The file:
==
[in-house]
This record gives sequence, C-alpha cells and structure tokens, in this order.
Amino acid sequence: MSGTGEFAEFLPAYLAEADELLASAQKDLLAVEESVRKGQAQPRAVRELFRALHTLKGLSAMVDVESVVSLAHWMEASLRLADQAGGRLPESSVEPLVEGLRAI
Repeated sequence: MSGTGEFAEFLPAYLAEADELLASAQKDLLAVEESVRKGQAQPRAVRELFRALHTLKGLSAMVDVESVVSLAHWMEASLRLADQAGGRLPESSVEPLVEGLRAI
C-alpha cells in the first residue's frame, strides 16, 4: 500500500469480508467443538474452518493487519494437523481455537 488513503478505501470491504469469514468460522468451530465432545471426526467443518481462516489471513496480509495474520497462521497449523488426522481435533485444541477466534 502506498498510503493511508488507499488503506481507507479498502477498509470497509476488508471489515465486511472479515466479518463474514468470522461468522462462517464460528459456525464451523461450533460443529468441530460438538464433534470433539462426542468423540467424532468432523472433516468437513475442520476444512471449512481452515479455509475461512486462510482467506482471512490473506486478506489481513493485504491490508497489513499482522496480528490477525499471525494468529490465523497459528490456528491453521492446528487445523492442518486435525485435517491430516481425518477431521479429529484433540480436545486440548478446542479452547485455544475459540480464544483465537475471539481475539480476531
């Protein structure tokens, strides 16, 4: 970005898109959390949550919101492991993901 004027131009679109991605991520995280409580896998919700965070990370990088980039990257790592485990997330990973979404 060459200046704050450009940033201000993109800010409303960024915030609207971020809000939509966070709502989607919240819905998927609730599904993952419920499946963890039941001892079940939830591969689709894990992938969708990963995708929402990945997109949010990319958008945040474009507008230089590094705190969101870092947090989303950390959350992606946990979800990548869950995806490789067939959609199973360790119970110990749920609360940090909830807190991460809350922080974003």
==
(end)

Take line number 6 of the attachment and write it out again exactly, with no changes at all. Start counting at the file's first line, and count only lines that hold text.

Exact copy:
């Protein structure tokens, strides 16, 4: 970005898109959390949550919101492991993901 004027131009679109991605991520995280409580896998919700965070990370990088980039990257790592485990997330990973979404 060459200046704050450009940033201000993109800010409303960024915030609207971020809000939509966070709502989607919240819905998927609730599904993952419920499946963890039941001892079940939830591969689709894990992938969708990963995708929402990945997109949010990319958008945040474009507008230089590094705190969101870092947090989303950390959350992606946990979800990548869950995806490789067939959609199973360790119970110990749920609360940090909830807190991460809350922080974003």